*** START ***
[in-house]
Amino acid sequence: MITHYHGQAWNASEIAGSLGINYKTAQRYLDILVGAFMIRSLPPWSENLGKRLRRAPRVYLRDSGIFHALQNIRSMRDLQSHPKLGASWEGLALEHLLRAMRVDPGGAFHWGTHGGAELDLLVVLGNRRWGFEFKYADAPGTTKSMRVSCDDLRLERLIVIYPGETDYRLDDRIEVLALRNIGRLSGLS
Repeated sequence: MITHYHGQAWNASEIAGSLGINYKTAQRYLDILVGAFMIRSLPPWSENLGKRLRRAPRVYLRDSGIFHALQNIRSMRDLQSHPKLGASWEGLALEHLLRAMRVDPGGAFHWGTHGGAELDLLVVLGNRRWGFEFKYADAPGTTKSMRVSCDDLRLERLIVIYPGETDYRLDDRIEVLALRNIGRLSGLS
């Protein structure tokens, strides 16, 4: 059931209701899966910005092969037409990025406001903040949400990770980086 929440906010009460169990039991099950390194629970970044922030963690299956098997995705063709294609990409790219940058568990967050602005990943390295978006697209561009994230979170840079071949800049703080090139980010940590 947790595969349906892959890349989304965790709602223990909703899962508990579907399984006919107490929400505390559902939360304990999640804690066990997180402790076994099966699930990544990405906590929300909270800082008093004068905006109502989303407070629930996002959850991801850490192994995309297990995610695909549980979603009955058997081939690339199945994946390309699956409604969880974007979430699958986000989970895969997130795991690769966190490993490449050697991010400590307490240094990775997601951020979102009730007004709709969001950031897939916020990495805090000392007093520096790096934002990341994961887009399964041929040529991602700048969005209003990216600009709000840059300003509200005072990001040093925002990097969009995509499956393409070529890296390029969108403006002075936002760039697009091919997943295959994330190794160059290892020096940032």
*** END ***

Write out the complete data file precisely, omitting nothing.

[in-house]
Amino acid sequence: MITHYHGQAWNASEIAGSLGINYKTAQRYLDILVGAFMIRSLPPWSENLGKRLRRAPRVYLRDSGIFHALQNIRSMRDLQSHPKLGASWEGLALEHLLRAMRVDPGGAFHWGTHGGAELDLLVVLGNRRWGFEFKYADAPGTTKSMRVSCDDLRLERLIVIYPGETDYRLDDRIEVLALRNIGRLSGLS
Repeated sequence: MITHYHGQAWNASEIAGSLGINYKTAQRYLDILVGAFMIRSLPPWSENLGKRLRRAPRVYLRDSGIFHALQNIRSMRDLQSHPKLGASWEGLALEHLLRAMRVDPGGAFHWGTHGGAELDLLVVLGNRRWGFEFKYADAPGTTKSMRVSCDDLRLERLIVIYPGETDYRLDDRIEVLALRNIGRLSGLS
């Protein structure tokens, strides 16, 4: 059931209701899966910005092969037409990025406001903040949400990770980086 929440906010009460169990039991099950390194629970970044922030963690299956098997995705063709294609990409790219940058568990967050602005990943390295978006697209561009994230979170840079071949800049703080090139980010940590 947790595969349906892959890349989304965790709602223990909703899962508990579907399984006919107490929400505390559902939360304990999640804690066990997180402790076994099966699930990544990405906590929300909270800082008093004068905006109502989303407070629930996002959850991801850490192994995309297990995610695909549980979603009955058997081939690339199945994946390309699956409604969880974007979430699958986000989970895969997130795991690769966190490993490449050697991010400590307490240094990775997601951020979102009730007004709709969001950031897939916020990495805090000392007093520096790096934002990341994961887009399964041929040529991602700048969005209003990216600009709000840059300003509200005072990001040093925002990097969009995509499956393409070529890296390029969108403006002075936002760039697009091919997943295959994330190794160059290892020096940032």